Governor LePage, an ardent opponent of the 2016 initiative, vetoed LD 1719 last week, opining that he, “in good conscience cannot support a law that, on its face, violates federal law.” The Governor had previously vetoed a less conservative implementation bill last November. That bill did not amend home cultivation limits and did not outright ban social use establishments.

    NORML Deputy Director Paul Armentano expressed mixed emotions about the law’s passage. “On the one hand, we are grateful that regulators can now — after months of undue delay — finally begin moving forward with the process of licensing adult use marijuana sales and regulating this retail market. On the other hand, it is unfortunate that lawmakers felt it necessary to amend and repeal other important provisions of Question 1, the Marijuana Legalization Act, in what ultimately was futile effort to curry favor with the Governor,” he said. “At the end of the day, this measure is far from consistent with the language that the majority of voters approved at the ballot box.”

  • by Paul Armentano, NORML Deputy Director January 30, 2018

    Long-term exposure to cannabis smoke is not associated with adverse effects on pulmonary function, according to clinical data published in the journal Chronic Obstructive Pulmonary Diseases.

    A team of investigators led by researchers at the Colorado School of Public Health assessed the relationship between marijuana use and respiratory function and symptoms in a cohort of 2,300 subjects ages 40 to 80, many of whom also smoked tobacco.

    Authors reported, “Neither current nor former marijuana use was associated with increased risk of cough, wheeze, or chronic bronchitis when compared to never marijuana users after adjusting for covariates. … Current and former marijuana smokers had significantly higher FEV1 (forced expiratory volume) … when compared to never users. … Both current and former marijuana use was associated with significantly less quantitative emphysema … when compared to never users, even after adjusting for age, … current tobacco smoking pack years, and BMI. … In agreement with other published studies, we also did not find that marijuana use was associated with more obstructive lung disease.”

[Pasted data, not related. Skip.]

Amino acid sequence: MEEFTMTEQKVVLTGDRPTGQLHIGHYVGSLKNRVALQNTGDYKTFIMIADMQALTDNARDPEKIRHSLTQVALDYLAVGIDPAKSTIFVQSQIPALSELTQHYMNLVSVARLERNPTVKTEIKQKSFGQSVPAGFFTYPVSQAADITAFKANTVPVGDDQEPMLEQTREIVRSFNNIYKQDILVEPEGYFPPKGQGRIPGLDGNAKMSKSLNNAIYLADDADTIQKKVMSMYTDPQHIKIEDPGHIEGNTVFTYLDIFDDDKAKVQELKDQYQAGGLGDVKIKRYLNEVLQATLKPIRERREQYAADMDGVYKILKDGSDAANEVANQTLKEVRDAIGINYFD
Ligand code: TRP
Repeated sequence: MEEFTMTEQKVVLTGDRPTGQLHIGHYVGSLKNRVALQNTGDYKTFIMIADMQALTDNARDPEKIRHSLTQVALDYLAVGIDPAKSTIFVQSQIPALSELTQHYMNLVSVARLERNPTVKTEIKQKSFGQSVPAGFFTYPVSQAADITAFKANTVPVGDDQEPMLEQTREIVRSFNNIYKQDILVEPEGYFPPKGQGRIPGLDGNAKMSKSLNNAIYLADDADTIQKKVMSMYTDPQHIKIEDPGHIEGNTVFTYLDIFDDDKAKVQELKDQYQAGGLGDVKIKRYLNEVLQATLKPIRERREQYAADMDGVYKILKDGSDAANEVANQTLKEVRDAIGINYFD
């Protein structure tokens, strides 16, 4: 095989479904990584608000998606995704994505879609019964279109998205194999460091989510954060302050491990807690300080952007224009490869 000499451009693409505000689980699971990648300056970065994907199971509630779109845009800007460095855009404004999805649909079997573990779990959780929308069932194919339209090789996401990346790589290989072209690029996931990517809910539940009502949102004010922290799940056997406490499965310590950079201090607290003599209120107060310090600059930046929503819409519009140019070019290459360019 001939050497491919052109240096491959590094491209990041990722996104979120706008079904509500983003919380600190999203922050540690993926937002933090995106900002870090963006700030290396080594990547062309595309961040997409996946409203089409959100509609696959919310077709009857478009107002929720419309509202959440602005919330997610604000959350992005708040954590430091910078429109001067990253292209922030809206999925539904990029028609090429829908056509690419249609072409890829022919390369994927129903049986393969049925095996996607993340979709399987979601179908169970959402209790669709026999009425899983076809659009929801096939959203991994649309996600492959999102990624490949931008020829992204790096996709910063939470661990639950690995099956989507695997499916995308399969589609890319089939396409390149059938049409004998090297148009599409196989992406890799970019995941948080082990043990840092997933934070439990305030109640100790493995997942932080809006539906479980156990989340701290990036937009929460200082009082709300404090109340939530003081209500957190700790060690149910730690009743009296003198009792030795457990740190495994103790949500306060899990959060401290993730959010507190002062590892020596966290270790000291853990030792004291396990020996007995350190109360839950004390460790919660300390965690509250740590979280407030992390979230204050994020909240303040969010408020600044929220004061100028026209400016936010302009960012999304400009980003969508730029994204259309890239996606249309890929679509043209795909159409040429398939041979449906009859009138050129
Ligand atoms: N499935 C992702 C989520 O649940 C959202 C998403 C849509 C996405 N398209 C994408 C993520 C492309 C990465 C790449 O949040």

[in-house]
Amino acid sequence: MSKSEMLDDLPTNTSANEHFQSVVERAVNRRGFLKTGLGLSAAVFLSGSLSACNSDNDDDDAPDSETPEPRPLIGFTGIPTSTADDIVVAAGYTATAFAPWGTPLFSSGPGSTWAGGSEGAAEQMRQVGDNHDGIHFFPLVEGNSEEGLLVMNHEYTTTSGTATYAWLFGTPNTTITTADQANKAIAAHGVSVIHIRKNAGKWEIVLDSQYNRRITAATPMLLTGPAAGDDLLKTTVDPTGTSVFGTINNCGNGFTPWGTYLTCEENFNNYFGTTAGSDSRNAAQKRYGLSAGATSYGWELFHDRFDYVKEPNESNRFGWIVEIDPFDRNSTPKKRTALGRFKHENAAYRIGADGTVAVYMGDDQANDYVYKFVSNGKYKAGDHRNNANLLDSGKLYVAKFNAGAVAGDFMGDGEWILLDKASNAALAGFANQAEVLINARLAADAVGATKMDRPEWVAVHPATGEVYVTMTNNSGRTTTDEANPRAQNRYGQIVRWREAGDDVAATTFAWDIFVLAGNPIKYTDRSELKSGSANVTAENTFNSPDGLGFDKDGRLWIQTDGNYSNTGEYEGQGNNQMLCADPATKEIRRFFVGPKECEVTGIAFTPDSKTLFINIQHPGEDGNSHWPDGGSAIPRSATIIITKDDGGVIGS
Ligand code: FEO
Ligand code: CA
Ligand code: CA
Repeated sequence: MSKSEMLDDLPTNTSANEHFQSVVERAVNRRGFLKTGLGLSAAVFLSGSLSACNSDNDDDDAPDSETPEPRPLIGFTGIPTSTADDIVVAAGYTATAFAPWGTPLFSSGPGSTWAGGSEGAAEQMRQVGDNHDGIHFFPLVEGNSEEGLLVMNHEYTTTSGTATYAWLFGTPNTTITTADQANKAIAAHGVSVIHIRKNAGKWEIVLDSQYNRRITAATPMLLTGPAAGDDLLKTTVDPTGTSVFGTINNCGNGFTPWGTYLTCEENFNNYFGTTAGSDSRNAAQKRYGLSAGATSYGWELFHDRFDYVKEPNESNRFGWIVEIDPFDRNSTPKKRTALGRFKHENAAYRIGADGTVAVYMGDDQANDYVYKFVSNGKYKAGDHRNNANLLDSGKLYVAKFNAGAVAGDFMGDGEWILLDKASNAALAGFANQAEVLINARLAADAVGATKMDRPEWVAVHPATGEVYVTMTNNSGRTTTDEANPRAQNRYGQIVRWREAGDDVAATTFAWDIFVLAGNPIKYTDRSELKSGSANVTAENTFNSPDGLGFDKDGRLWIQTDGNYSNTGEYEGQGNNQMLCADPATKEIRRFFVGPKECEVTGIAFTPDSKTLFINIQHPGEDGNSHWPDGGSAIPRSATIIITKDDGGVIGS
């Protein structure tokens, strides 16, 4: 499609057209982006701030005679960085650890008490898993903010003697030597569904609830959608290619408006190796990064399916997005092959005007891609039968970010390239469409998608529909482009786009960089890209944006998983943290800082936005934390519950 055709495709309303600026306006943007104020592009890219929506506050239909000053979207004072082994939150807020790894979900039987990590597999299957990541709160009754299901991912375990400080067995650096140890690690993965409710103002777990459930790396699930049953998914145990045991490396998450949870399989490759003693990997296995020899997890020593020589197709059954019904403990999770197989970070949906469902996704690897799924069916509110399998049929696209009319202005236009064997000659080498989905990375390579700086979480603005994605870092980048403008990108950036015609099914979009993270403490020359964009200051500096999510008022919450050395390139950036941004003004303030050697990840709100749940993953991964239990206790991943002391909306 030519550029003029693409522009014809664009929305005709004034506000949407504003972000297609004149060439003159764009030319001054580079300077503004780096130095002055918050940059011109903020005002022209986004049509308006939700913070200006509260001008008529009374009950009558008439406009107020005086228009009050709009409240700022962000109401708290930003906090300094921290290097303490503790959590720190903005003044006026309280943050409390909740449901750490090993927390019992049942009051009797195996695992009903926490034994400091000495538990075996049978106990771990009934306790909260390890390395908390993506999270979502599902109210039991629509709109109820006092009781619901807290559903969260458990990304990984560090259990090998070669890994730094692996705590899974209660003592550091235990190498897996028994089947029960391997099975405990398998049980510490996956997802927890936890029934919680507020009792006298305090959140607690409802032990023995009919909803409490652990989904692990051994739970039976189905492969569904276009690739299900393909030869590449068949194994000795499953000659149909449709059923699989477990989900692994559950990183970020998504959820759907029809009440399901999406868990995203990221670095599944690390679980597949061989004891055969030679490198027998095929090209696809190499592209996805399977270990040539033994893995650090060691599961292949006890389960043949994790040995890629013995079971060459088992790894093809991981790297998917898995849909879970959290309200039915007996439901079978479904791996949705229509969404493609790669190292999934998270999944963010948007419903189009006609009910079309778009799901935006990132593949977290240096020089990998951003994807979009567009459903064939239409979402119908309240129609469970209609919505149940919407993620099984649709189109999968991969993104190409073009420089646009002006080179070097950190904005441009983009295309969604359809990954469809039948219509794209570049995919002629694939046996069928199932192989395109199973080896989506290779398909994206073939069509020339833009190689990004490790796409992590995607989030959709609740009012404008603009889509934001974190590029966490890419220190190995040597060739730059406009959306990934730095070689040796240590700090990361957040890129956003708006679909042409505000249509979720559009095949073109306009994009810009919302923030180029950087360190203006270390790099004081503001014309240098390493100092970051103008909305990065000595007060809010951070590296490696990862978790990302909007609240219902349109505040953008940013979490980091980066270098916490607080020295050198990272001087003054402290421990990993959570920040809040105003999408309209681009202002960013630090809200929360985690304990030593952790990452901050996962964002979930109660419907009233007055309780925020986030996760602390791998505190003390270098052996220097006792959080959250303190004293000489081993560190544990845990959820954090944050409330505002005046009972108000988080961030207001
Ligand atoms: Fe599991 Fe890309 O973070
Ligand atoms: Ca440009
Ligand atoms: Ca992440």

The long-term combined use of tobacco and cannabis also was not found to be associated with any additive adverse effects on the lungs. Authors concluded, “Among older adults with a history of tobacco use, marijuana use does not appear to increase risk for adverse lung function. … There may be no to little increased risk of marijuana use for a further increase in respiratory symptoms or adverse effects on lung function among those with a history of concomitant tobacco use.”

    Prior longitudinal studies assessing the effects of long-term cannabis smoke exposure on lung function have similarly reported that subjects’ marijuana use history is not positively associated with increased incidences of chronic obstructive pulmonary disease (COPD), lung cancer, or with other significant detrimental effects on pulmonary function.

    Full text of the study, “Marijuana use associations with pulmonary symptoms and function in tobacco smokers enrolled in the subpopulations and intermediate outcome measures in COPD Study (SPIROMICS),” appears online here.

  • by Paul Armentano, NORML Deputy Director January 2, 2018

    Legalization in DCNeither the occasional nor the heavy use of marijuana by adolescents is associated with decreased motivation, according to clinical data published online ahead of print in the journal Substance Use & Misuse.

    A team of Florida International University researchers assessed the relationship between cannabis use and motivation in 79 adolescent subjects. Participants consisted of both long-term regular consumers and occasional users. Investigators assessed subjects’ motivational tendencies through the use of two validated tools, the Apathy Evaluation Scale and the Motivation and Engagement Scale.

    Authors reported: “After controlling for confounds, no significant differences were observed between regular and light users on any motivation index. Similarly, no associations between motivation and lifetime or past 30-day cannabis use amount were observed.”

    They concluded, “Our findings do not support a link between reduced motivation and CU among adolescents after controlling for relevant confounds.”

    An abstract of the study, “Is cannabis use associated with various indices of motivation among adolescents?”, appears here.